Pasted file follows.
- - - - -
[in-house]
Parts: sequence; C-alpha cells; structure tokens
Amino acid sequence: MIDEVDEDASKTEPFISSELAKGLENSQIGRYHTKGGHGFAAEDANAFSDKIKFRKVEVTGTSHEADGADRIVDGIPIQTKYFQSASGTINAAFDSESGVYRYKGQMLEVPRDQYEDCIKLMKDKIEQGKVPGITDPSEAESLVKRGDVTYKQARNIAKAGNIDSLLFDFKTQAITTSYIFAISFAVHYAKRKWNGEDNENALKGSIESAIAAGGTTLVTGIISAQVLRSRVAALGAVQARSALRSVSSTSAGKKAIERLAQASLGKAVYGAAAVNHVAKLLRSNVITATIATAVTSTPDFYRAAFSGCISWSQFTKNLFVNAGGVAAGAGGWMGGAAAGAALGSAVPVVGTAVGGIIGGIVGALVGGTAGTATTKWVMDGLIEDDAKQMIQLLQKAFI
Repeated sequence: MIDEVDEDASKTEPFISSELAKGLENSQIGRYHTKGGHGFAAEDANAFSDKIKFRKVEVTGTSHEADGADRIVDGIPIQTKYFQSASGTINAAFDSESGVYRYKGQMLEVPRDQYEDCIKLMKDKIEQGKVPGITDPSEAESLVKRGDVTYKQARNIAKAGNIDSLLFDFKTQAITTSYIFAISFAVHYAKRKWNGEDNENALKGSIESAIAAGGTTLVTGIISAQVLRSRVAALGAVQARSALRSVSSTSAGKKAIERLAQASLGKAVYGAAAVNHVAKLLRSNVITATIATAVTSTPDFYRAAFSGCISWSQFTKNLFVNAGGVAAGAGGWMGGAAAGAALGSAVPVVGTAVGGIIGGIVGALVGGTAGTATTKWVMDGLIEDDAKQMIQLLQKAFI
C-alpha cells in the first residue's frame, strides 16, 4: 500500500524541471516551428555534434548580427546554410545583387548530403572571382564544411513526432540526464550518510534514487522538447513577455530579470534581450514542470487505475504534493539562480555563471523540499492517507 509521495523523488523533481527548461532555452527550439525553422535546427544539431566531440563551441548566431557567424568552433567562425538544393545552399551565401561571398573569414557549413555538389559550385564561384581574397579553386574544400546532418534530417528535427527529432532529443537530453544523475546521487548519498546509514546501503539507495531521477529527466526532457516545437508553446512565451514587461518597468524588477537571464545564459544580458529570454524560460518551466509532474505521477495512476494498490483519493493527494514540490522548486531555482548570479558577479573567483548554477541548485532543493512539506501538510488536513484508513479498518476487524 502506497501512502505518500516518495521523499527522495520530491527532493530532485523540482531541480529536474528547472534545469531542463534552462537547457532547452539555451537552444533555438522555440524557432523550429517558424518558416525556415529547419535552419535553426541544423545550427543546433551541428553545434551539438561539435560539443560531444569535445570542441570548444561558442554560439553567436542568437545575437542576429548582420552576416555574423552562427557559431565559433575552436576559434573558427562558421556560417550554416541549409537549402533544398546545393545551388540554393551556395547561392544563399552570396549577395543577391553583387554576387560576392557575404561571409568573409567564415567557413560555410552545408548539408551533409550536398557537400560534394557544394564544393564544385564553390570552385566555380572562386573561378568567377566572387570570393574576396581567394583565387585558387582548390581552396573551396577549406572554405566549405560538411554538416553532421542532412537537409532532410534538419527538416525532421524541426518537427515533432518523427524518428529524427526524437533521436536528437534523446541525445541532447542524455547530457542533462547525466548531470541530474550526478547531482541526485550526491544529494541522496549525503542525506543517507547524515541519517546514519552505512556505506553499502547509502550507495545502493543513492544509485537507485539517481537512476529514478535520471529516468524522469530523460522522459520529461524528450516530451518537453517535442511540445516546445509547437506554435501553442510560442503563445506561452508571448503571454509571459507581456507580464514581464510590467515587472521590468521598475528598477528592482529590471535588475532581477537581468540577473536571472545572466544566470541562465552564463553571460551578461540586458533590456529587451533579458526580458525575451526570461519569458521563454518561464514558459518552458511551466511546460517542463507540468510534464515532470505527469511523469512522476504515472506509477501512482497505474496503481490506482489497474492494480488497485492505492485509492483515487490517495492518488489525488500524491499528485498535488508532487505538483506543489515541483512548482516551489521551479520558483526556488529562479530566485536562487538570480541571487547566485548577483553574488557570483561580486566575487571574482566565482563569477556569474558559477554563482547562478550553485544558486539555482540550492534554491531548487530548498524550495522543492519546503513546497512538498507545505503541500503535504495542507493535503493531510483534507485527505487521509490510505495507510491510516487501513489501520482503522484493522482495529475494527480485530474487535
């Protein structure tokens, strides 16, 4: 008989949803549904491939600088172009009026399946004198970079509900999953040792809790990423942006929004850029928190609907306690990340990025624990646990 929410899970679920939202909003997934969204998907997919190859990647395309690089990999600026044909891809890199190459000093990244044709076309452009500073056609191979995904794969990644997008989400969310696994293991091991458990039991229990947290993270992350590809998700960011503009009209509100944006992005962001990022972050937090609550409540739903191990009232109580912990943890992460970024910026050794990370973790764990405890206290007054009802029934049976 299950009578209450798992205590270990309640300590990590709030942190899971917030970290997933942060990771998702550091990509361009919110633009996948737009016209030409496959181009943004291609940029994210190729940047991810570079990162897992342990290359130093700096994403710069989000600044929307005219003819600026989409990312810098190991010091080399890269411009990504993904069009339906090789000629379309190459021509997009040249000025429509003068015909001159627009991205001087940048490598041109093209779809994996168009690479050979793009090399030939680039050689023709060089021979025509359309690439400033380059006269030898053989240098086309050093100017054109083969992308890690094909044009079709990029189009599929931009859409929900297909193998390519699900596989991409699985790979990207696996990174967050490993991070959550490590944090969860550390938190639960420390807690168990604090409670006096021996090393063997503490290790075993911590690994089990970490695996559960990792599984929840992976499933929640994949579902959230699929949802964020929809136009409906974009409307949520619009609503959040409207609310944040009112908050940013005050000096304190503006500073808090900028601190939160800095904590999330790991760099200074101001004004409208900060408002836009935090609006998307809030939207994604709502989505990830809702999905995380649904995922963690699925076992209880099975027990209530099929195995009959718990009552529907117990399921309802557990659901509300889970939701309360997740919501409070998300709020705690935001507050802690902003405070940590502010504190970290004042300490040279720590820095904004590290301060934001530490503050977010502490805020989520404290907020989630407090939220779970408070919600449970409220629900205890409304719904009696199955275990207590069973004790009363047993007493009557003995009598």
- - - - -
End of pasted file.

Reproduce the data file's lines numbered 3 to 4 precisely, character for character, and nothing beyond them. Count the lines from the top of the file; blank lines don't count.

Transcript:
Amino acid sequence: MIDEVDEDASKTEPFISSELAKGLENSQIGRYHTKGGHGFAAEDANAFSDKIKFRKVEVTGTSHEADGADRIVDGIPIQTKYFQSASGTINAAFDSESGVYRYKGQMLEVPRDQYEDCIKLMKDKIEQGKVPGITDPSEAESLVKRGDVTYKQARNIAKAGNIDSLLFDFKTQAITTSYIFAISFAVHYAKRKWNGEDNENALKGSIESAIAAGGTTLVTGIISAQVLRSRVAALGAVQARSALRSVSSTSAGKKAIERLAQASLGKAVYGAAAVNHVAKLLRSNVITATIATAVTSTPDFYRAAFSGCISWSQFTKNLFVNAGGVAAGAGGWMGGAAAGAALGSAVPVVGTAVGGIIGGIVGALVGGTAGTATTKWVMDGLIEDDAKQMIQLLQKAFI
Repeated sequence: MIDEVDEDASKTEPFISSELAKGLENSQIGRYHTKGGHGFAAEDANAFSDKIKFRKVEVTGTSHEADGADRIVDGIPIQTKYFQSASGTINAAFDSESGVYRYKGQMLEVPRDQYEDCIKLMKDKIEQGKVPGITDPSEAESLVKRGDVTYKQARNIAKAGNIDSLLFDFKTQAITTSYIFAISFAVHYAKRKWNGEDNENALKGSIESAIAAGGTTLVTGIISAQVLRSRVAALGAVQARSALRSVSSTSAGKKAIERLAQASLGKAVYGAAAVNHVAKLLRSNVITATIATAVTSTPDFYRAAFSGCISWSQFTKNLFVNAGGVAAGAGGWMGGAAAGAALGSAVPVVGTAVGGIIGGIVGALVGGTAGTATTKWVMDGLIEDDAKQMIQLLQKAFI